Researchers Wonder Why a Giant Hole Keeps Opening Up in Antarctica

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A mysterious hole as big as the state of ME has been spotted in Antarctica's winter sea ice cover. This is the second year that a polynya formed, though last year's hole was not as big. At its peak, the Weddell Polynya measured 31,000 square miles, which is larger than the Netherlands and almost the size of the state of Maine.

The blue curves represent the ice edge, and the polynya is the dark region of open water within the ice pack. A more thorough and prolonged research would reveal the real reason behind the huge hole. A robotic float, which was sent there for transmitting data from the Weddell Sea surprisingly surfaced inside the polynya last month, stated a news release from the Southern Ocean Carbon and Climate Observations and Modeling project at Princeton. Kent Moore, an atmospheric physicist and a professor at the University of Toronto's Mississauga campus, says that it looks like a hole punched in the ice. Winter air temperatures are thought to be about negative 20 degrees Celsius there and very few flights or expeditions take place in Antarctica during the winter months. Such ice-free areas are called 'polynya' (Russian) by polar scientists. The warm water can keep the ice from reforming, but once it cools, it goes to the bottom, allowing the cycle to continue.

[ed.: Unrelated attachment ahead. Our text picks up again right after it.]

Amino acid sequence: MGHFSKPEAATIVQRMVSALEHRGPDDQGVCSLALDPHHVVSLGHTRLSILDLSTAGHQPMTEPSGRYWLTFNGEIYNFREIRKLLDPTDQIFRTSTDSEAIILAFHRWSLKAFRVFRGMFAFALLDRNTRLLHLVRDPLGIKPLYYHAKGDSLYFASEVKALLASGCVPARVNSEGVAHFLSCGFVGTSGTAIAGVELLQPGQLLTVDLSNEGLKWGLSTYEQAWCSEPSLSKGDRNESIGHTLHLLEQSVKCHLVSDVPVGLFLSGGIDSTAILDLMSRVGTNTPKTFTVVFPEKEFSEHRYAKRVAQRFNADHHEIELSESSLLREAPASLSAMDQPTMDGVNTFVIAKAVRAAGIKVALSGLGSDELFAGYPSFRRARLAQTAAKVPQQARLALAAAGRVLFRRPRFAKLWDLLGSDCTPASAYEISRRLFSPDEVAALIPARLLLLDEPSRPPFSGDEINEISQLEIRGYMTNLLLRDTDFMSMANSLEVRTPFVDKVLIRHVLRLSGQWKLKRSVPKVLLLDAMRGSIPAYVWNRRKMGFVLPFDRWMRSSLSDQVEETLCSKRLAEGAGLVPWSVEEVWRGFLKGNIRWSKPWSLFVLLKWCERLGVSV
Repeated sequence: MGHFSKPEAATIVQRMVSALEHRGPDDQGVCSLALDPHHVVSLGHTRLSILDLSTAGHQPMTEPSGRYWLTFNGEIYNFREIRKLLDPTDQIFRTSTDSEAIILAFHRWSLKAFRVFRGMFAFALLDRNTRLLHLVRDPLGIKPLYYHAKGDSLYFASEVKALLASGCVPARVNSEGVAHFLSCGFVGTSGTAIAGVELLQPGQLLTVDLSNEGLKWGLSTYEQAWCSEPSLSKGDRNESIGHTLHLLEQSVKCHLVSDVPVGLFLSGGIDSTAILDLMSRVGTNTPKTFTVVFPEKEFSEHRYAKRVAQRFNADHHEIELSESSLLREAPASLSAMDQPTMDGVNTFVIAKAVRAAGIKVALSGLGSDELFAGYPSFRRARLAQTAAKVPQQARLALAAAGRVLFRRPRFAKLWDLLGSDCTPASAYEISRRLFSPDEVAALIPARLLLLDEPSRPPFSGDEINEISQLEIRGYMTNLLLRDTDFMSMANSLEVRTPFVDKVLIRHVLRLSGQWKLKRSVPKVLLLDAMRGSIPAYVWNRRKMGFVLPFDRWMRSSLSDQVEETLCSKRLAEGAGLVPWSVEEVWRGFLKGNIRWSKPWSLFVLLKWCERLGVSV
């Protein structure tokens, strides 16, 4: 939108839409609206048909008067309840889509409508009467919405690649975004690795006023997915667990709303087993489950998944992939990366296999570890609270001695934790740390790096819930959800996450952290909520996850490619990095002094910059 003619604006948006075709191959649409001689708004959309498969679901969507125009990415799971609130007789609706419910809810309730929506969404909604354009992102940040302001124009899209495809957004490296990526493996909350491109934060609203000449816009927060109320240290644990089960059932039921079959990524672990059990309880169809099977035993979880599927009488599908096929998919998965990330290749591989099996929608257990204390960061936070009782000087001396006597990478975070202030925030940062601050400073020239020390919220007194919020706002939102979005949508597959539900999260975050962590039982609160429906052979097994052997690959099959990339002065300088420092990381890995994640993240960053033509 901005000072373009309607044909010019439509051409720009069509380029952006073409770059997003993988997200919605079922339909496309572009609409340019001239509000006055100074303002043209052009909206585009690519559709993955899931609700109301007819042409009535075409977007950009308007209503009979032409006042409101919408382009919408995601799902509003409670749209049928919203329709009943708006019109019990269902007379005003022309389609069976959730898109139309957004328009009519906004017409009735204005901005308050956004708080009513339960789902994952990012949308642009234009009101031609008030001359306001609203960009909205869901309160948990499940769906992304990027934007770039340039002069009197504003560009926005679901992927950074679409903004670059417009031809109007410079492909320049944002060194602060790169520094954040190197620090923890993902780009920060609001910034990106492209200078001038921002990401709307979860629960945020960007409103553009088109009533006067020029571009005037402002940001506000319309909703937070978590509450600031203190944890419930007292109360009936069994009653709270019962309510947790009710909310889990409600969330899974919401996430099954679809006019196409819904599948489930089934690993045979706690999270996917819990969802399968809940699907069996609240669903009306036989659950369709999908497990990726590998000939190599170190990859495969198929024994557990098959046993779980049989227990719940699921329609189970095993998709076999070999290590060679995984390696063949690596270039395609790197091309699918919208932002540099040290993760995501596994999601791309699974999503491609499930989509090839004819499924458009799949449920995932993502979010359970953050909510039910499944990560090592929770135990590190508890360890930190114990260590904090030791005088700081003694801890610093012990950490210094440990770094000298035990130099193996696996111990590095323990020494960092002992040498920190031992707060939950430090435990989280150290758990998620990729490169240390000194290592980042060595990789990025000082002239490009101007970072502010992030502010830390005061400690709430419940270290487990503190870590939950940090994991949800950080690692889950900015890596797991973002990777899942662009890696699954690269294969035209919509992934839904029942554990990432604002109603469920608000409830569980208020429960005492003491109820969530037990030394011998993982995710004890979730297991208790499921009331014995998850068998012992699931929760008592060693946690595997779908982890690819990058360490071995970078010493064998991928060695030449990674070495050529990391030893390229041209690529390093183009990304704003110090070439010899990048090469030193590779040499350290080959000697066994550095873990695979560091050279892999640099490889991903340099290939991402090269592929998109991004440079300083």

Known as polynyas or semipermanent area of open water in sea ice, this Weddell polynya is quite mysterious in terms of its origin.

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The current best guess is that warmer salt water from deep under the ice has managed to squeeze its way through the cold layer of fresh water that typically insulates it, causing a warm patch and ultimately melting the ice and forming a huge gap.

Moore says they are working to understand what is triggering the formation of these holes again after so many years.

'The better we understand these natural processes, the better we can identify the anthropogenic impact on the climate system'.

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A giant hole has opened up in Antarctica and scientists can't explain why.

Lead Image: Winter sea ice blankets the Weddell Sea around Antarctica with massive extra-tropical cyclones hovering over the Southern Ocean in this satellite image from September 25, 2017. It's the largest polynya to open in the Weddell Sea since the 1970s. "If there were earlier occurrences, there is no record of them", said Willy Weeks, a retired sea ice geophysicist from the University of Alaska in Fairbanks, while commenting at the time of the polynya's re-emergence in 2016.

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